Tag Archives: St. Luke’s Medical Center

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Az Business honors healthcare leaders

Each year, Az Business magazine hosts the Healthcare Leadership Awards to honor the women, men and institutions that bring excellence and innovation to Arizona’s healthcare system. Here are the winners and finalists who were chosen by a panel of industry experts and were recognized at the 2014 Healthcare Leadership Awards on Thursday, April 10 at the Ritz Carlton in Phoenix. See photos from the event here or on our Facebook page.

BIOSCIENCE COMPANY
Winner: Translational Genomics Research Institute (TGen)
TGen has made great strides in the field if genomics medicine. TGen researchers work to help physicians prescribe drugs that are designed more intelligently, work more effectively and have fewer toxic side effects. They have received numerous grants to support research into brain cancer and brain injuries, advanced cancers, Parkinson’s, rare childhood disorders, and more.

Finalists:
Barrow at PCH
Sonora Quest

COMMUNITY OUTREACH/EDUCATION
Winner: Barbara Kavanagh, Arizona Myeloma Network
Kavanagh’s mission is to change the lack of information and support resources for myeloma cancer by forming the Arizona Myeloma Network and the Living with Myeloma Conference, which has grown to 300 people. She also introduced the Pat and Bill Hite Cancer Caregivers Education and Support Program for caregivers to receive support and answers.

Finalists:
Catherine Ivy, Ben and Catherine Ivy Foundation
Kathleen Goeppinger, Ph.D., Midwestern University

HEALTHCARE EXECUTIVE
Winner: Robert L. Meyer, Phoenix Children’s Hospital
Meyer is credited for the rapid and significant turnaround of Phoenix Children’s Hospital from the edge of financial failure to a successful $588 million expansion that made the hospital into one of the largest pediatric medical centers in the country. PCH is ranked in U.S. News & World Report’s Best Children’s Hospitals.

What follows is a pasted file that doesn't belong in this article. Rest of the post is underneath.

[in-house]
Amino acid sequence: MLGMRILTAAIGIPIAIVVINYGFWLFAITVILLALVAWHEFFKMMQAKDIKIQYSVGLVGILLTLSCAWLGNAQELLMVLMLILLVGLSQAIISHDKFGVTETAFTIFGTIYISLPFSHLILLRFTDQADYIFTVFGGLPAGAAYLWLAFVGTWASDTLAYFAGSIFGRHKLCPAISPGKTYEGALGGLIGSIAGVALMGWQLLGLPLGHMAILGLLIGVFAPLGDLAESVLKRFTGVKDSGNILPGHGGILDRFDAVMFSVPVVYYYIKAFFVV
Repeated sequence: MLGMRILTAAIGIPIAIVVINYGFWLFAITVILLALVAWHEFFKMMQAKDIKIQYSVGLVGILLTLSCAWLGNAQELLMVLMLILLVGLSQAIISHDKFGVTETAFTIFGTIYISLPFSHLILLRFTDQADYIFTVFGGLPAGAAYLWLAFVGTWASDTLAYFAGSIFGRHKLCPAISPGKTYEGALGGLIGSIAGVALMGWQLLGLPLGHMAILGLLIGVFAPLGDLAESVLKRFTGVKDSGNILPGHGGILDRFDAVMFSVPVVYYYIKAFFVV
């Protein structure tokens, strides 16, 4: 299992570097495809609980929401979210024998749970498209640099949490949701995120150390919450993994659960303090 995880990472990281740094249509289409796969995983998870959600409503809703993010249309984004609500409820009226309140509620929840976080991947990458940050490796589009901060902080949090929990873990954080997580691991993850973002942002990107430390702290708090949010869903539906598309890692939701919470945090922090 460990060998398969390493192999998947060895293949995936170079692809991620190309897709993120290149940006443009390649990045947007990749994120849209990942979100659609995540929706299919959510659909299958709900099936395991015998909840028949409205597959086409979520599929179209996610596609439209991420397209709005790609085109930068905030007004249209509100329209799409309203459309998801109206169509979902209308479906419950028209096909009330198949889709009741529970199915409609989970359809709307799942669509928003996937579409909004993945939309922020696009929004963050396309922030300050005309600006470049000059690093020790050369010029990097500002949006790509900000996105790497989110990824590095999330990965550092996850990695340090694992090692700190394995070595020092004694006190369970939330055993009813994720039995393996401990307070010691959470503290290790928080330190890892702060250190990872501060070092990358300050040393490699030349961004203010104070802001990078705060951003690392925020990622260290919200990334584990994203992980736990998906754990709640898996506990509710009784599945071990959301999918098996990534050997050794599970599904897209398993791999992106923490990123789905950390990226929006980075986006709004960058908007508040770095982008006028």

Finalists:
Tim Bricker, Chandler Regional and Mercy Gilbert
Mary Lee DeCoster, Maricopa Integrated Health System
Tony Marinello, CEO of Mountain Vista, IASIS Healthcare
Ed Myers, St. Luke’s Medical Center, IASIS Healthcare

HEALTHCARE ADVOCATE
Winner: Dr. John Chen, Maricopa Integrated Health System
Serving the community’s most vulnerable residents, Chen has helped thousands of patients within the Maricopa Integrated Health System. He sees patients who are in urgent need of treatment because of their lack of dental insurance or location in third world countries. He promotes dental care and hygiene to help prevent serious diseases.

Finalists:
Dr. Randal Christensen, Crews ‘n’ Healthcare
Gerri Hether, Orchard Medical Consulting

INSURANCE PROVIDER
Winner: Blue Cross Blue Shield of Arizona
Marking its 75th anniversary in Arizona, BCBSAZ is committed to improving the quality of life for all Arizonans. The company focuses on providing the best value in health insurance as well as outside programs targeted to children and their families to help reduce childhood obesity.

Finalists:
Health Net of Arizona
UnitedHealthcare of Arizona

LEGAL ADVOCATE
Winner: Kristen Rosati, Polsinelli
As an attorney dedicated to the healthcare industry, especially to healthcare privacy, health information exchange and clinical research, Rosati has written 12 books, 30 articles and made 200 presentations on healthcare topics. She also helped establish two nonprofits in Arizona that support health information exchange and health information technology.

Finalists:
Richard Mallery, Snell and Wilmer
Martin L. Shultz, Brownstein Hyatt Farber Schreck

MEDICAL CENTER OR HOSPITAL
Winner: Scottsdale Healthcare